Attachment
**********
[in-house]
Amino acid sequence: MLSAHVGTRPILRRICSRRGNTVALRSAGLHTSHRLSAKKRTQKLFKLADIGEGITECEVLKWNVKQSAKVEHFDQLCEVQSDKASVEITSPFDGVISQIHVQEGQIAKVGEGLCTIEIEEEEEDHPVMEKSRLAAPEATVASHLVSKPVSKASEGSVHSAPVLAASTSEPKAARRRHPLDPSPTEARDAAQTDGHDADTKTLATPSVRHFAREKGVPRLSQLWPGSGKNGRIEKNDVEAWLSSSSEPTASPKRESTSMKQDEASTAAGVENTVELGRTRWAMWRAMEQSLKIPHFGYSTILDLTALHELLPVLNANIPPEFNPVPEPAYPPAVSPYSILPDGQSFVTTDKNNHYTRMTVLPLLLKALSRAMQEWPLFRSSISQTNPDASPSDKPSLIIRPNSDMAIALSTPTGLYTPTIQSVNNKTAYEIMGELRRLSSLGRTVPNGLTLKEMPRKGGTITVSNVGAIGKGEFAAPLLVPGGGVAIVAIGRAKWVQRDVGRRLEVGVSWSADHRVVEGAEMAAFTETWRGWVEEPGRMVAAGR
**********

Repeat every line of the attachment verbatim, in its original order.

[in-house]
Amino acid sequence: MLSAHVGTRPILRRICSRRGNTVALRSAGLHTSHRLSAKKRTQKLFKLADIGEGITECEVLKWNVKQSAKVEHFDQLCEVQSDKASVEITSPFDGVISQIHVQEGQIAKVGEGLCTIEIEEEEEDHPVMEKSRLAAPEATVASHLVSKPVSKASEGSVHSAPVLAASTSEPKAARRRHPLDPSPTEARDAAQTDGHDADTKTLATPSVRHFAREKGVPRLSQLWPGSGKNGRIEKNDVEAWLSSSSEPTASPKRESTSMKQDEASTAAGVENTVELGRTRWAMWRAMEQSLKIPHFGYSTILDLTALHELLPVLNANIPPEFNPVPEPAYPPAVSPYSILPDGQSFVTTDKNNHYTRMTVLPLLLKALSRAMQEWPLFRSSISQTNPDASPSDKPSLIIRPNSDMAIALSTPTGLYTPTIQSVNNKTAYEIMGELRRLSSLGRTVPNGLTLKEMPRKGGTITVSNVGAIGKGEFAAPLLVPGGGVAIVAIGRAKWVQRDVGRRLEVGVSWSADHRVVEGAEMAAFTETWRGWVEEPGRMVAAGR